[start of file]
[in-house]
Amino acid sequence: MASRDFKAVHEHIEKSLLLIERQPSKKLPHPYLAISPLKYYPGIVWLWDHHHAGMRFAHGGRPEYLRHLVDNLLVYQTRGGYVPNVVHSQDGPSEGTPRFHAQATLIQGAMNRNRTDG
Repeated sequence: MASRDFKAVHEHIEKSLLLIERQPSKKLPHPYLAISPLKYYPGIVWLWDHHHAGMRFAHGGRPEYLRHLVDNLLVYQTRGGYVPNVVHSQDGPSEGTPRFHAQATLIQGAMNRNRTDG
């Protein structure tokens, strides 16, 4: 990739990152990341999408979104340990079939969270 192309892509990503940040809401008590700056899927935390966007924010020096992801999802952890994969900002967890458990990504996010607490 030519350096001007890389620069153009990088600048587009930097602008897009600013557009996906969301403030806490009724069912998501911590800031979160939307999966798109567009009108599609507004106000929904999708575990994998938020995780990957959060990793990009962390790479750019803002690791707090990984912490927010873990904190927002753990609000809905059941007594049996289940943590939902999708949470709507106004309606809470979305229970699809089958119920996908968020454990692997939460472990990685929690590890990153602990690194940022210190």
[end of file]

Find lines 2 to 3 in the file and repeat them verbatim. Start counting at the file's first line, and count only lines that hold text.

Amino acid sequence: MASRDFKAVHEHIEKSLLLIERQPSKKLPHPYLAISPLKYYPGIVWLWDHHHAGMRFAHGGRPEYLRHLVDNLLVYQTRGGYVPNVVHSQDGPSEGTPRFHAQATLIQGAMNRNRTDG
Repeated sequence: MASRDFKAVHEHIEKSLLLIERQPSKKLPHPYLAISPLKYYPGIVWLWDHHHAGMRFAHGGRPEYLRHLVDNLLVYQTRGGYVPNVVHSQDGPSEGTPRFHAQATLIQGAMNRNRTDG